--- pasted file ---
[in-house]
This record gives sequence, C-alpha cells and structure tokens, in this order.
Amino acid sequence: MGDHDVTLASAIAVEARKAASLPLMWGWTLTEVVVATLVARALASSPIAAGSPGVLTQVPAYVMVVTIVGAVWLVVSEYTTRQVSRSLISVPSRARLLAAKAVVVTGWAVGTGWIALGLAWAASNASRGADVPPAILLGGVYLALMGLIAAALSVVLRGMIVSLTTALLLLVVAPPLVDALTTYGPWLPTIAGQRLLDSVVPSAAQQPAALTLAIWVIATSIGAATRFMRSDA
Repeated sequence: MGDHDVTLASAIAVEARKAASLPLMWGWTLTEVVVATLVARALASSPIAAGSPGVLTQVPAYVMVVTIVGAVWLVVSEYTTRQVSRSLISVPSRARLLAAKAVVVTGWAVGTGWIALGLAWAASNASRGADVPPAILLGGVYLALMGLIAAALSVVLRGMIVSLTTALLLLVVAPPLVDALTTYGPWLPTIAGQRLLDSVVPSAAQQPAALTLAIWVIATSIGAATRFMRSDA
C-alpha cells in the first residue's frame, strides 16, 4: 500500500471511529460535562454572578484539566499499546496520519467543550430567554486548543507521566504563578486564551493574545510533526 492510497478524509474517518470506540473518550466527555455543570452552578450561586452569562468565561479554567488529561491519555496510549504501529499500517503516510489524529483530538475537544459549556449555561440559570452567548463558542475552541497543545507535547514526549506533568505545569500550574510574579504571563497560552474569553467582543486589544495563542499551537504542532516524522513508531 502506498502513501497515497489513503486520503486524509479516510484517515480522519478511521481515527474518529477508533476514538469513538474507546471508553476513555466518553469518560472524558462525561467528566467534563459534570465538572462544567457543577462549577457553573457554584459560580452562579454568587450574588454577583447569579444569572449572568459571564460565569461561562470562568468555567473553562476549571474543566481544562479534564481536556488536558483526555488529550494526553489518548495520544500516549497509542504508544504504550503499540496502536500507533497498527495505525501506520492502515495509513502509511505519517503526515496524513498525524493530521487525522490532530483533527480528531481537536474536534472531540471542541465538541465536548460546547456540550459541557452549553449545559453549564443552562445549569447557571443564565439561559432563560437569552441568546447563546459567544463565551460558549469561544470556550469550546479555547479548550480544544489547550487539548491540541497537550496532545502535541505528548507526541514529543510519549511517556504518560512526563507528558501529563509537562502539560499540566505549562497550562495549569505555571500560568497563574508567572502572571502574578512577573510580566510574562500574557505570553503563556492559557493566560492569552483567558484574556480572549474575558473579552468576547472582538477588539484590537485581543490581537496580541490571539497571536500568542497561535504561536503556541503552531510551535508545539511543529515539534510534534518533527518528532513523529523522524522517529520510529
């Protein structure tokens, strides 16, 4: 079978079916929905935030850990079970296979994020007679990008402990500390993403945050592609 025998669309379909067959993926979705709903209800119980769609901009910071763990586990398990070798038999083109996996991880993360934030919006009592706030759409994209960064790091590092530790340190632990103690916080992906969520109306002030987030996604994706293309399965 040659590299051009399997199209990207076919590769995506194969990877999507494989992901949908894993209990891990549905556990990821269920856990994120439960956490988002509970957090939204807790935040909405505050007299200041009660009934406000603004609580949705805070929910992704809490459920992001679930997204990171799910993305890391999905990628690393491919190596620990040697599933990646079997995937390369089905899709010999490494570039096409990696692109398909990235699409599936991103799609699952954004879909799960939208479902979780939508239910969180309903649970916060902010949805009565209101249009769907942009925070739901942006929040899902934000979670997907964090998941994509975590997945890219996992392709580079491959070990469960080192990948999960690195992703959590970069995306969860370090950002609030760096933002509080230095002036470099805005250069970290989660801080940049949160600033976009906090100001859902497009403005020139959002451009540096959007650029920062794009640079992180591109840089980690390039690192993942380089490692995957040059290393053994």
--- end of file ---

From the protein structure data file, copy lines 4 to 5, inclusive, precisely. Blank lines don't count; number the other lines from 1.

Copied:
Repeated sequence: MGDHDVTLASAIAVEARKAASLPLMWGWTLTEVVVATLVARALASSPIAAGSPGVLTQVPAYVMVVTIVGAVWLVVSEYTTRQVSRSLISVPSRARLLAAKAVVVTGWAVGTGWIALGLAWAASNASRGADVPPAILLGGVYLALMGLIAAALSVVLRGMIVSLTTALLLLVVAPPLVDALTTYGPWLPTIAGQRLLDSVVPSAAQQPAALTLAIWVIATSIGAATRFMRSDA
C-alpha cells in the first residue's frame, strides 16, 4: 500500500471511529460535562454572578484539566499499546496520519467543550430567554486548543507521566504563578486564551493574545510533526 492510497478524509474517518470506540473518550466527555455543570452552578450561586452569562468565561479554567488529561491519555496510549504501529499500517503516510489524529483530538475537544459549556449555561440559570452567548463558542475552541497543545507535547514526549506533568505545569500550574510574579504571563497560552474569553467582543486589544495563542499551537504542532516524522513508531 502506498502513501497515497489513503486520503486524509479516510484517515480522519478511521481515527474518529477508533476514538469513538474507546471508553476513555466518553469518560472524558462525561467528566467534563459534570465538572462544567457543577462549577457553573457554584459560580452562579454568587450574588454577583447569579444569572449572568459571564460565569461561562470562568468555567473553562476549571474543566481544562479534564481536556488536558483526555488529550494526553489518548495520544500516549497509542504508544504504550503499540496502536500507533497498527495505525501506520492502515495509513502509511505519517503526515496524513498525524493530521487525522490532530483533527480528531481537536474536534472531540471542541465538541465536548460546547456540550459541557452549553449545559453549564443552562445549569447557571443564565439561559432563560437569552441568546447563546459567544463565551460558549469561544470556550469550546479555547479548550480544544489547550487539548491540541497537550496532545502535541505528548507526541514529543510519549511517556504518560512526563507528558501529563509537562502539560499540566505549562497550562495549569505555571500560568497563574508567572502572571502574578512577573510580566510574562500574557505570553503563556492559557493566560492569552483567558484574556480572549474575558473579552468576547472582538477588539484590537485581543490581537496580541490571539497571536500568542497561535504561536503556541503552531510551535508545539511543529515539534510534534518533527518528532513523529523522524522517529520510529